When you hand your car over to a valeter for them to clean and detail, it goes without saying that there is always some form of risk involved when it comes to paintwork, due to the strength of some products that they can use at times, however, one lingering question surrounds what actually happens if a vehicle is damaged by a valeter during a detail, whether it be a scratch mark, discoloured paint, or damage to lacquer. This becomes even more apparent if the Valeter does not have a specialist Valeters Insurance policy; as you may need to exhaust legal avenues – but we’ll get to that.
Strong car shampoos, wax and clay bars all have potential to cause some damage, when not done correctly of course, however one known reason for dreaded “swirl marks” and minor scratches is actually use of a sponge – they can very easily collect dust and small stones when left around for a while. Some valeters use something called the “two-bucket wash method” which uses one bucket for soapy water to clean the car with, and the other for rinsing the sponge/cloth in so you aren’t using dirty, gritty water to clean the car with. Use of this method minimises the chances of swirl marks and scratches.
Unfortunately, despite the above, there is not a direct answer on who is to blame or responsible for setting things straight when damage occurs to a vehicle – it’s between you and the valeter/company involved to sort it between yourselves, however if they are denying all liability when you are certain that the damage was not there beforehand, then it may have to go further up to the point of court action if necessary. The problem with that being that it’s very difficult to prove it was a certain person who caused the imperfections.
A lot of the time, damages caused by valeters and detailers, can be fixed by other valeters and detailers – getting the culprit of the damage to try and correct it could lead to even more headaches and complications. Make sure you take down as many details as you can from the company/valeter that carried out the wash or detail and try to rectify the problem as amicably as you can. Going forward it should be in your best interest to check your vehicle before leaving it with anyone so you can be sure that they were definitely to blame.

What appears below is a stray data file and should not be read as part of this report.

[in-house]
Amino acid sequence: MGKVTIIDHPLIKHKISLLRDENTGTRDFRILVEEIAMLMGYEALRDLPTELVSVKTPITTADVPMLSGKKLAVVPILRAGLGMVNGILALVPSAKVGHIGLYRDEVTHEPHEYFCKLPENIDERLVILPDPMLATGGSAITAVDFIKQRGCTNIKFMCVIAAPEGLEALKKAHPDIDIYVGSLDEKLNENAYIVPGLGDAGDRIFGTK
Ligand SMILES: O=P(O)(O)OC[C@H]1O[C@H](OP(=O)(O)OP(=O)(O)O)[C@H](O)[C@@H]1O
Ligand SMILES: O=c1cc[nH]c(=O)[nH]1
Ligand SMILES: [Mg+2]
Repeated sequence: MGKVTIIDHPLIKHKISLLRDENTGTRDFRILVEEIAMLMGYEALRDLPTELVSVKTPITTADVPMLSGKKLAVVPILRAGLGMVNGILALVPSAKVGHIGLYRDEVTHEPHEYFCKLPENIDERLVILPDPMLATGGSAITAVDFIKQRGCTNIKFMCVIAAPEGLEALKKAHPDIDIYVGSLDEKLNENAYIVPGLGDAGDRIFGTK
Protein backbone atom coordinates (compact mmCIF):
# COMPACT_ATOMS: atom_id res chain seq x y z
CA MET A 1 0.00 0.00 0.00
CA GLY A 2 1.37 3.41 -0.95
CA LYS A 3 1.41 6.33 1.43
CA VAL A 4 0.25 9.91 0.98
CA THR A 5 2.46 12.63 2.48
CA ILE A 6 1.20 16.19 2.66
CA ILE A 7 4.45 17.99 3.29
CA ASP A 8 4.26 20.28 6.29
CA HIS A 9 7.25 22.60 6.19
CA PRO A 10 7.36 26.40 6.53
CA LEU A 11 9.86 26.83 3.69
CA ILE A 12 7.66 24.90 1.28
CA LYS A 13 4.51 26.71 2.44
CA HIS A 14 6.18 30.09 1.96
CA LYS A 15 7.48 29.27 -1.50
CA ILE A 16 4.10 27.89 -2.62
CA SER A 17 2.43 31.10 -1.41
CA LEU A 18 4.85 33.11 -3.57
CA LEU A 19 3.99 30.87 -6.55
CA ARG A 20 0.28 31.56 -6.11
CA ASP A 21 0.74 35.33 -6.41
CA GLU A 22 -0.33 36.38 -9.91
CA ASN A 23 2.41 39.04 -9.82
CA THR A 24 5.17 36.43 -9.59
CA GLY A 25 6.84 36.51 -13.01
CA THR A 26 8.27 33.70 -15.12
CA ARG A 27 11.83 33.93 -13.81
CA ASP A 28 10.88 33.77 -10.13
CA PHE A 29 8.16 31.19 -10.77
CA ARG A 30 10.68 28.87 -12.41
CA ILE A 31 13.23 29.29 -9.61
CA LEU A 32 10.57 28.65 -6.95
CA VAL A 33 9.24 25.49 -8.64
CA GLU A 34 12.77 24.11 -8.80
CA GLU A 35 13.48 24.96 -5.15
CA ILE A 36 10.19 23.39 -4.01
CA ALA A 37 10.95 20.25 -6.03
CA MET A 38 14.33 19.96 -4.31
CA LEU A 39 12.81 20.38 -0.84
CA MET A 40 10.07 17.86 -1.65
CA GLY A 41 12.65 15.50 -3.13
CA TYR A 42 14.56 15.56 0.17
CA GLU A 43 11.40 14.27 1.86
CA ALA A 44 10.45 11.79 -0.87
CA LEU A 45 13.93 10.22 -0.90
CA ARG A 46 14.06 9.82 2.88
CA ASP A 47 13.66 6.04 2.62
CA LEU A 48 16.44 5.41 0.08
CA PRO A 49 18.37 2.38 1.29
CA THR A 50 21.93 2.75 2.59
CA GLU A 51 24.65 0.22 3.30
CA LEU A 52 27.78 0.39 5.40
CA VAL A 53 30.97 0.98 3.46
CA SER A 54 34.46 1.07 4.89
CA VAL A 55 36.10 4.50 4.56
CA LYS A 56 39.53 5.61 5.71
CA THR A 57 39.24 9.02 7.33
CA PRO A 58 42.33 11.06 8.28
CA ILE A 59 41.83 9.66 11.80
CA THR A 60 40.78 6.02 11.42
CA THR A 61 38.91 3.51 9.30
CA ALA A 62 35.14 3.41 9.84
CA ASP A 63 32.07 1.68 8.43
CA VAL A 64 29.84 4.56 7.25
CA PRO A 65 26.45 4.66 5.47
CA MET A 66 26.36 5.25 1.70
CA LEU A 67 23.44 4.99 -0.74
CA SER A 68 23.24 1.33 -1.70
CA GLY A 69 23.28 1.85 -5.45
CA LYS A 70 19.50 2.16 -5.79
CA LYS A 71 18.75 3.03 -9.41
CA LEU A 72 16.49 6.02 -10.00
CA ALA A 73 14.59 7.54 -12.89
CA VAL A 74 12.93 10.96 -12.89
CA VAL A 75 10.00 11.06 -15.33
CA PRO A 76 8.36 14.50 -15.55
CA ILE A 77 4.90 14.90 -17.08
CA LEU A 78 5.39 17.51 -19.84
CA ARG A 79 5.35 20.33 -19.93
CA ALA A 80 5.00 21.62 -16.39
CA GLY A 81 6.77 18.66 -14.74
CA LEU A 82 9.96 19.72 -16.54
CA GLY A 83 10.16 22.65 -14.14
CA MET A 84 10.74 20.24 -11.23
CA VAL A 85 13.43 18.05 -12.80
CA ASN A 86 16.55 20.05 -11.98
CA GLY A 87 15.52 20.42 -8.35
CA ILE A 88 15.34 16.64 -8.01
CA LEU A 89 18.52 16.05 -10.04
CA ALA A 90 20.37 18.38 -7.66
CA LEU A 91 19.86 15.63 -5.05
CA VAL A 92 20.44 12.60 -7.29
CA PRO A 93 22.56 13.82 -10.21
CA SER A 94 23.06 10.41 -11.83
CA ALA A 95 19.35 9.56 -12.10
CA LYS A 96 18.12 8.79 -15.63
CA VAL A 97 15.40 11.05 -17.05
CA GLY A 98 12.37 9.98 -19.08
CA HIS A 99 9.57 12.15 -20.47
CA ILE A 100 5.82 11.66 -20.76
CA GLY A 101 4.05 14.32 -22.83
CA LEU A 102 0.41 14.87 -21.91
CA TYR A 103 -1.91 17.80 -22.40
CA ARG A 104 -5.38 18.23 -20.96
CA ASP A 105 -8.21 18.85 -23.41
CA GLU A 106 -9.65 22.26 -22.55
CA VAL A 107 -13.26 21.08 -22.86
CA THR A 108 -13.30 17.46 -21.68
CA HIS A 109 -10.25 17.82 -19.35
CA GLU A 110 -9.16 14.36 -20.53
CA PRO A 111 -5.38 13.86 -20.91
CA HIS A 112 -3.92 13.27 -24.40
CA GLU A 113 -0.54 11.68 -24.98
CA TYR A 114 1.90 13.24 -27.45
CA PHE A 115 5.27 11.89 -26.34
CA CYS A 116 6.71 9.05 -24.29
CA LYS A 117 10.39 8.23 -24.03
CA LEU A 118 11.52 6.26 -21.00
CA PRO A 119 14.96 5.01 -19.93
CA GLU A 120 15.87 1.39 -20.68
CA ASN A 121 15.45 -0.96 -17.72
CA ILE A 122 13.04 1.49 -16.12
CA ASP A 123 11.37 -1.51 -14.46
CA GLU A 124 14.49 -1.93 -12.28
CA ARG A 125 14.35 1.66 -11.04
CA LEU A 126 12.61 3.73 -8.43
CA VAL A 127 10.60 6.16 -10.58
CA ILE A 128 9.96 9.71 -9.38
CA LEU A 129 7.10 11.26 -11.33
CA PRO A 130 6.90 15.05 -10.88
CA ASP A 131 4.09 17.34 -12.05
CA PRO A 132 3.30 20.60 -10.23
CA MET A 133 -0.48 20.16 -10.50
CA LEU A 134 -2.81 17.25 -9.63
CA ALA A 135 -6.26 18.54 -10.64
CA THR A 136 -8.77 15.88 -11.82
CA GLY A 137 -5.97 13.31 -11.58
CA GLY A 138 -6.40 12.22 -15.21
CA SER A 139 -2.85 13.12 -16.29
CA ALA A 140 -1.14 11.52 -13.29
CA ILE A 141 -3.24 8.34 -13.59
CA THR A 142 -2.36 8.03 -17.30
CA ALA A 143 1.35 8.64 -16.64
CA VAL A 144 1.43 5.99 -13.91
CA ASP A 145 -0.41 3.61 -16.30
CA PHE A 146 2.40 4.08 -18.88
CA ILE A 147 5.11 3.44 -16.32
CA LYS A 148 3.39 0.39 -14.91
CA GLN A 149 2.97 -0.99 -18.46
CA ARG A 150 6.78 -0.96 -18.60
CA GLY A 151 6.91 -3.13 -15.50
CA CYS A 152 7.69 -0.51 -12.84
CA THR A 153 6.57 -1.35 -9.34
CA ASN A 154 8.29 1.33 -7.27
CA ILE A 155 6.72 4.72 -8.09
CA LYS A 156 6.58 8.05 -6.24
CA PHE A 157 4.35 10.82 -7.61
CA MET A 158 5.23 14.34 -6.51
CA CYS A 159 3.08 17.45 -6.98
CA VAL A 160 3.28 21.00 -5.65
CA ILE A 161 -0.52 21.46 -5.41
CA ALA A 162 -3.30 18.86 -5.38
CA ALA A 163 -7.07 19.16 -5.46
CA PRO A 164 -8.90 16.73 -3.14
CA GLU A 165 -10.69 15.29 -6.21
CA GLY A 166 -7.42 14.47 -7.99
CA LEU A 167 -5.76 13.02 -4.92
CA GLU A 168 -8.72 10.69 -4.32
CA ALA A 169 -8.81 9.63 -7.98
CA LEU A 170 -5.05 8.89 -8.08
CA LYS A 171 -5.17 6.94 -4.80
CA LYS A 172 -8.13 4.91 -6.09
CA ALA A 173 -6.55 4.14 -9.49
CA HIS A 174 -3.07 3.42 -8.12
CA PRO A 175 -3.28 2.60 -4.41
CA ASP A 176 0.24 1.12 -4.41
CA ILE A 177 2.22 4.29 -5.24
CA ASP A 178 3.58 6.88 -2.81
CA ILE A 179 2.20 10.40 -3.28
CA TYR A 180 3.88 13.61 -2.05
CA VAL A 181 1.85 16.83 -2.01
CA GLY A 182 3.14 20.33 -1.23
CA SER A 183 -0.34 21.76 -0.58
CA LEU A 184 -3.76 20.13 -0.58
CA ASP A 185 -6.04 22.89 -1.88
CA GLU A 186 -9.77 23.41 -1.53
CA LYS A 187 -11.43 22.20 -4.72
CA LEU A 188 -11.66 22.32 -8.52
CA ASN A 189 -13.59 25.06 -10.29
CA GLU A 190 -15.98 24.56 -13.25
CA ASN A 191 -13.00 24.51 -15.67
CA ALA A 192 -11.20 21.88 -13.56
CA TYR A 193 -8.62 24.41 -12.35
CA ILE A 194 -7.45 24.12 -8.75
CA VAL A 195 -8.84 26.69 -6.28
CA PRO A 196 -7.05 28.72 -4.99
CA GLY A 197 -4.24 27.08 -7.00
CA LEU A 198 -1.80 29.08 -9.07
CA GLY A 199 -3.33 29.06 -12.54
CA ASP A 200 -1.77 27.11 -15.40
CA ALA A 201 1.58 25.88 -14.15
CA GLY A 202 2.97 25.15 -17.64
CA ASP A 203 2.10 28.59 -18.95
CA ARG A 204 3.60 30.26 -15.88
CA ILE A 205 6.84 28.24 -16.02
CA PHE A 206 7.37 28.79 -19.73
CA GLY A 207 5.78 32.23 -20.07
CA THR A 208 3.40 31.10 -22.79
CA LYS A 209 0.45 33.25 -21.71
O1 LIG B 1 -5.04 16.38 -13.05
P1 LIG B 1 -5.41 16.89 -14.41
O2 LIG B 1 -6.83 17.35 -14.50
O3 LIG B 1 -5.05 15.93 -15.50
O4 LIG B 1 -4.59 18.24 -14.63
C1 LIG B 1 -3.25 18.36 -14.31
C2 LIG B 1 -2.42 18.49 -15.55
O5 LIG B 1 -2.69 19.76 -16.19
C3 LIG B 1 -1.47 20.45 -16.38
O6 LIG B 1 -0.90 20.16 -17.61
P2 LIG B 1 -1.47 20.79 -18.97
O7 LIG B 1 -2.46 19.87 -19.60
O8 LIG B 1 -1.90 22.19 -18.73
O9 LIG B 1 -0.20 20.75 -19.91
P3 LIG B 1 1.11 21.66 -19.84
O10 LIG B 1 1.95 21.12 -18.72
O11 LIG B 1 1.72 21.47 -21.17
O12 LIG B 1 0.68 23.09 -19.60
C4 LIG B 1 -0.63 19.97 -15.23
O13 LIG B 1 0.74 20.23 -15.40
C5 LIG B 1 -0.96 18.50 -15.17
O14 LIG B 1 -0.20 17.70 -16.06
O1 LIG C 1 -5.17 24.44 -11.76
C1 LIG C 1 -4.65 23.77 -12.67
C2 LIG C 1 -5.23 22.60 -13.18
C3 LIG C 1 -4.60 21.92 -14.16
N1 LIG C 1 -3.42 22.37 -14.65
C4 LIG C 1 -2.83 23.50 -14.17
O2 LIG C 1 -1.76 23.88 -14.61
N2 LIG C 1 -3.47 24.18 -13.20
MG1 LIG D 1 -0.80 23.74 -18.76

From the other side of the fence – a valeter’s point of view – it’s best to always be honest with your customers. If they discover damage a few days after you have done your job, as opposed to being told and apologised to on the spot, they will be undoubtedly more irate. It will prove a better standpoint to honour your mistakes, admit when you’ve made one, and try your best to rectify it to the customer’s content. That way you can move forward with people respecting the fact you’re honest, which despite mistakes being made, can actually lead to positive feedback.
Every situation is bound to be different, with the damage ranging in severity, and the customer and valeter’s opinions and attitudes being different. As long as both parties go about solving it as professionally as possible, then not a lot can go wrong.